The Airyscan Principle
A classic confocal microscope illuminates one spot on your sample to detect the emitted fluorescence signal. Out-of-focus emission light is rejected at a pinhole, the size of which determines how much of the airy pattern reaches the detector. You can increase the resolution by making the pinhole smaller, but signal-to-noise drops significantly since less valuable emission light is passing through. With Airyscan ZEISS introduces a new concept. Instead of throwing light away at the pinhole, a 32 channel area detector collects all light of an Airy pattern simultaneously. Each detector element functions as a single, very small pinhole. Knowing the beampath and the spatial distribution of each Airy pattern enables a very light efficient imaging: you can now use all of the photons that your objective collected.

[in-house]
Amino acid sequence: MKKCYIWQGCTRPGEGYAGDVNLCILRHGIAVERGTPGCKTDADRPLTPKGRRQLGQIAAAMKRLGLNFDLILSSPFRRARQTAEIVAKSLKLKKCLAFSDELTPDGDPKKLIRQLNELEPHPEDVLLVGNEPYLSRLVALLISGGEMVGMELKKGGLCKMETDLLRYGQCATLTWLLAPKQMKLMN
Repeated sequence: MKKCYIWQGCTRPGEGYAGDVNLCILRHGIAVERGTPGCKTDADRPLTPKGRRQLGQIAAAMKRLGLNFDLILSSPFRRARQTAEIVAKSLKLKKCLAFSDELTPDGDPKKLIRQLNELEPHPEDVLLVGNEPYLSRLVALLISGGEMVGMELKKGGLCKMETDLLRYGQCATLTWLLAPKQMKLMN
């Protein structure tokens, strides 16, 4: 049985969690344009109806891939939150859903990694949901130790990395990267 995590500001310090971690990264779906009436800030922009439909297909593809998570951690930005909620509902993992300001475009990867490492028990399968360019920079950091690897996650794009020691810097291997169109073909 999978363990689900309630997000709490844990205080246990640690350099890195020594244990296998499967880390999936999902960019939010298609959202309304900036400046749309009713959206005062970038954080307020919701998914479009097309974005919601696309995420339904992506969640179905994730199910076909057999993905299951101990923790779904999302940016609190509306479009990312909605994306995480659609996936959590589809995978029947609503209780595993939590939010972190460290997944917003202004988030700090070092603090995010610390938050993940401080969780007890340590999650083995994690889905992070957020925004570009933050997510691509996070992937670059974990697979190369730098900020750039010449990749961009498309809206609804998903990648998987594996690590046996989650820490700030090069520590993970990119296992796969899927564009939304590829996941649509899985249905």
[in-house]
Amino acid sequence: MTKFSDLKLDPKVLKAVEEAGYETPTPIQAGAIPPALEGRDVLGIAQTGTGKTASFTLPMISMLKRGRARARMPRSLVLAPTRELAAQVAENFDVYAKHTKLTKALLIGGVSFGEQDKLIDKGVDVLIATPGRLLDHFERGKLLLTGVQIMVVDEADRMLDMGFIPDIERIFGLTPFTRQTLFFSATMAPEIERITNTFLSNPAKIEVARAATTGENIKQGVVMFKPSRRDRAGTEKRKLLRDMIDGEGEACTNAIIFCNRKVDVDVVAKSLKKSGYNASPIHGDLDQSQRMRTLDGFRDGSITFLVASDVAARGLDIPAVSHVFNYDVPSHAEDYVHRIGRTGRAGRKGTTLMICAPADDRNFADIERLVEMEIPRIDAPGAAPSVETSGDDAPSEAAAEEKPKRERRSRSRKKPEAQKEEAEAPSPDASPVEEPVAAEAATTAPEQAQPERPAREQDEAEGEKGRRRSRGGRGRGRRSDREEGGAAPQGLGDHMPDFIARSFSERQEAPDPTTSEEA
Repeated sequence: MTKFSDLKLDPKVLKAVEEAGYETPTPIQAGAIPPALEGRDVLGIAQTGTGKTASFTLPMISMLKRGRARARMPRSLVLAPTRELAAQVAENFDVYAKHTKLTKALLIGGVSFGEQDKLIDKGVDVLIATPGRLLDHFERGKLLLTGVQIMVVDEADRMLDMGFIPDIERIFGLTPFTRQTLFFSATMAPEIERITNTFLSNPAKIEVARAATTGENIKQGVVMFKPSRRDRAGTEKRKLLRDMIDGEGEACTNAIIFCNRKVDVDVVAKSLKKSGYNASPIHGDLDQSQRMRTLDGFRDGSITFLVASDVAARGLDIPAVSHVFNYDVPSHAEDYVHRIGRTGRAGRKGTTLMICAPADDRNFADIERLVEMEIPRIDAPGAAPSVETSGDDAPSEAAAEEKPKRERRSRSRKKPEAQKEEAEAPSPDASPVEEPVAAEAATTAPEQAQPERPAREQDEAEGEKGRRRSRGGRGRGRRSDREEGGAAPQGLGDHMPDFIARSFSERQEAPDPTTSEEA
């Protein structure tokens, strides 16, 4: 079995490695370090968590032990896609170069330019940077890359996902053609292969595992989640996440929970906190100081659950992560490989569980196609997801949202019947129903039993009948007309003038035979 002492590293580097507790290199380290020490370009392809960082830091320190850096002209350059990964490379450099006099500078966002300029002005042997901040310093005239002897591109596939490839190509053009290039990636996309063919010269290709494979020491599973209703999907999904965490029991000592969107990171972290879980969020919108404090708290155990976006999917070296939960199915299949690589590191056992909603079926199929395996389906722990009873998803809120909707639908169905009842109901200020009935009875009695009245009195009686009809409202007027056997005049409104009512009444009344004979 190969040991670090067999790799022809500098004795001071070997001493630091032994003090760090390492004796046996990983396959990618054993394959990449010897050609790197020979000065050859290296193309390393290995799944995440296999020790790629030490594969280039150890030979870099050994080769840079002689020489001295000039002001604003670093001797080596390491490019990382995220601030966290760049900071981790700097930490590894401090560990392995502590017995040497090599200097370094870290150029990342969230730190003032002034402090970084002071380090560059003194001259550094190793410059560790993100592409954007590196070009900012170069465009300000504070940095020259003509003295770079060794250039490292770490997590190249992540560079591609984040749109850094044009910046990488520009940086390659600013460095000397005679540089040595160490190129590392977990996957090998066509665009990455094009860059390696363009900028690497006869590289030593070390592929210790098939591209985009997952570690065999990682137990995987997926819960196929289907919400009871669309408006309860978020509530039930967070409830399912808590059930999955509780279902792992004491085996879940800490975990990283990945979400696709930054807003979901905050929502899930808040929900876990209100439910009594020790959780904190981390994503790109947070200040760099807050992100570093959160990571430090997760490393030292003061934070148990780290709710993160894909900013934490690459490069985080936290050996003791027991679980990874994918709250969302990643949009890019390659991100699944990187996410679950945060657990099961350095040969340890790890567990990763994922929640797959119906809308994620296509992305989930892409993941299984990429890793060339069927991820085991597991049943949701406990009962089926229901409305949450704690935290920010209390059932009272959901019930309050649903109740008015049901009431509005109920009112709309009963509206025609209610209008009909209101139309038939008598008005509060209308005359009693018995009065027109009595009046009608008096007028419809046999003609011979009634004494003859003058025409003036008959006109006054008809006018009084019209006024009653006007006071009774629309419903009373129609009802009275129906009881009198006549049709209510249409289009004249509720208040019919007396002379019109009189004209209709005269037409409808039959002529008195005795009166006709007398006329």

It's up to you whether you use the additional information from your sample to get better signal-to-noise, resolution or speed. In the optional Virtual Pinhole Mode, you can decide even after the acquisition, which pinhole size best suits your application.